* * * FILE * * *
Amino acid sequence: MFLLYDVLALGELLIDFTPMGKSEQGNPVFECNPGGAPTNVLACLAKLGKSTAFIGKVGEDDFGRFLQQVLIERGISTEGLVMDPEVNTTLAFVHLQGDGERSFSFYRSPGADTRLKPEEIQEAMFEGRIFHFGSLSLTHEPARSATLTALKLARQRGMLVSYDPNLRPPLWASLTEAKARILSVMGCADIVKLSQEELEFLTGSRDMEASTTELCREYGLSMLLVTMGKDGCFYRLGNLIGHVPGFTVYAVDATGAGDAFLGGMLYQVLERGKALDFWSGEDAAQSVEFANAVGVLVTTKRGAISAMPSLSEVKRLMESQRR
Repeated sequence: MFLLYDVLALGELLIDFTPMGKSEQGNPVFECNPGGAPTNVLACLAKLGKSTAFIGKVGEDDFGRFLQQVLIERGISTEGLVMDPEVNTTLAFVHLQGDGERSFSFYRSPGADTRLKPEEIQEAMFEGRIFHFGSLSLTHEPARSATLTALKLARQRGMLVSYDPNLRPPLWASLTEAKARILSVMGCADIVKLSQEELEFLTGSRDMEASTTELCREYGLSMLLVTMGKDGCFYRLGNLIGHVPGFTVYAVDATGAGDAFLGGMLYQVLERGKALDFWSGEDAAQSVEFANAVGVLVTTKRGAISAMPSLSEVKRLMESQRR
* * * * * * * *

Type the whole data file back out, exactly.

Amino acid sequence: MFLLYDVLALGELLIDFTPMGKSEQGNPVFECNPGGAPTNVLACLAKLGKSTAFIGKVGEDDFGRFLQQVLIERGISTEGLVMDPEVNTTLAFVHLQGDGERSFSFYRSPGADTRLKPEEIQEAMFEGRIFHFGSLSLTHEPARSATLTALKLARQRGMLVSYDPNLRPPLWASLTEAKARILSVMGCADIVKLSQEELEFLTGSRDMEASTTELCREYGLSMLLVTMGKDGCFYRLGNLIGHVPGFTVYAVDATGAGDAFLGGMLYQVLERGKALDFWSGEDAAQSVEFANAVGVLVTTKRGAISAMPSLSEVKRLMESQRR
Repeated sequence: MFLLYDVLALGELLIDFTPMGKSEQGNPVFECNPGGAPTNVLACLAKLGKSTAFIGKVGEDDFGRFLQQVLIERGISTEGLVMDPEVNTTLAFVHLQGDGERSFSFYRSPGADTRLKPEEIQEAMFEGRIFHFGSLSLTHEPARSATLTALKLARQRGMLVSYDPNLRPPLWASLTEAKARILSVMGCADIVKLSQEELEFLTGSRDMEASTTELCREYGLSMLLVTMGKDGCFYRLGNLIGHVPGFTVYAVDATGAGDAFLGGMLYQVLERGKALDFWSGEDAAQSVEFANAVGVLVTTKRGAISAMPSLSEVKRLMESQRR